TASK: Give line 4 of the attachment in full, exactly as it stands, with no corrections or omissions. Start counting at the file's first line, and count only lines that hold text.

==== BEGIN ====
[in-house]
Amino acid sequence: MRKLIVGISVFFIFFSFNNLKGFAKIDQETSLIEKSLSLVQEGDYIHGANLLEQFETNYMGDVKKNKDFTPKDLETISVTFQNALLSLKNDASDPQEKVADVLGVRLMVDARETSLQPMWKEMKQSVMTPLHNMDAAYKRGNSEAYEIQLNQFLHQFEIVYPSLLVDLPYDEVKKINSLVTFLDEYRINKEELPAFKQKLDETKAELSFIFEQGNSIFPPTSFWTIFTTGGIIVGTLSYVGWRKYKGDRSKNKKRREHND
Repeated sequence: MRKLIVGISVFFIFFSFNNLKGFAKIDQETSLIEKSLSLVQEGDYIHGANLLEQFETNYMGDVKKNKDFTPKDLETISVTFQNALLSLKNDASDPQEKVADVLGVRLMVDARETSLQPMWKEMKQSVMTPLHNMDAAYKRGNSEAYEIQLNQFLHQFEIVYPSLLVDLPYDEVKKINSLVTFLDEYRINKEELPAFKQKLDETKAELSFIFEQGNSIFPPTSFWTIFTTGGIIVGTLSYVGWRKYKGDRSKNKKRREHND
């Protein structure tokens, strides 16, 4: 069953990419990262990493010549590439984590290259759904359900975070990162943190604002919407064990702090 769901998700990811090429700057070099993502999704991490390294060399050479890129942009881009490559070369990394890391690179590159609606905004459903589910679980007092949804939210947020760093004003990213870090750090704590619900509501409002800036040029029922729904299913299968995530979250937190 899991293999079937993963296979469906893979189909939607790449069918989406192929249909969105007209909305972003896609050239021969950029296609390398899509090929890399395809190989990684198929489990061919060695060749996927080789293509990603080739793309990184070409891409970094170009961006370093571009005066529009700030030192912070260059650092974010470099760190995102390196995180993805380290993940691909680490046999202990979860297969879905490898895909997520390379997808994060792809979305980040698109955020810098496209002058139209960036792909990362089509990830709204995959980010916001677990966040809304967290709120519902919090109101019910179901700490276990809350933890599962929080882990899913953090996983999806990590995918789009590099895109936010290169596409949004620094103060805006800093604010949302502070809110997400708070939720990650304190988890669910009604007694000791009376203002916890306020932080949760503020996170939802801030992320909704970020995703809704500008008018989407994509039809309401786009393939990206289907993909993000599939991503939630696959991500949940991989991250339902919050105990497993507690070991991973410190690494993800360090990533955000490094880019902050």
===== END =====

């Protein structure tokens, strides 16, 4: 069953990419990262990493010549590439984590290259759904359900975070990162943190604002919407064990702090 769901998700990811090429700057070099993502999704991490390294060399050479890129942009881009490559070369990394890391690179590159609606905004459903589910679980007092949804939210947020760093004003990213870090750090704590619900509501409002800036040029029922729904299913299968995530979250937190 899991293999079937993963296979469906893979189909939607790449069918989406192929249909969105007209909305972003896609050239021969950029296609390398899509090929890399395809190989990684198929489990061919060695060749996927080789293509990603080739793309990184070409891409970094170009961006370093571009005066529009700030030192912070260059650092974010470099760190995102390196995180993805380290993940691909680490046999202990979860297969879905490898895909997520390379997808994060792809979305980040698109955020810098496209002058139209960036792909990362089509990830709204995959980010916001677990966040809304967290709120519902919090109101019910179901700490276990809350933890599962929080882990899913953090996983999806990590995918789009590099895109936010290169596409949004620094103060805006800093604010949302502070809110997400708070939720990650304190988890669910009604007694000791009376203002916890306020932080949760503020996170939802801030992320909704970020995703809704500008008018989407994509039809309401786009393939990206289907993909993000599939991503939630696959991500949940991989991250339902919050105990497993507690070991991973410190690494993800360090990533955000490094880019902050």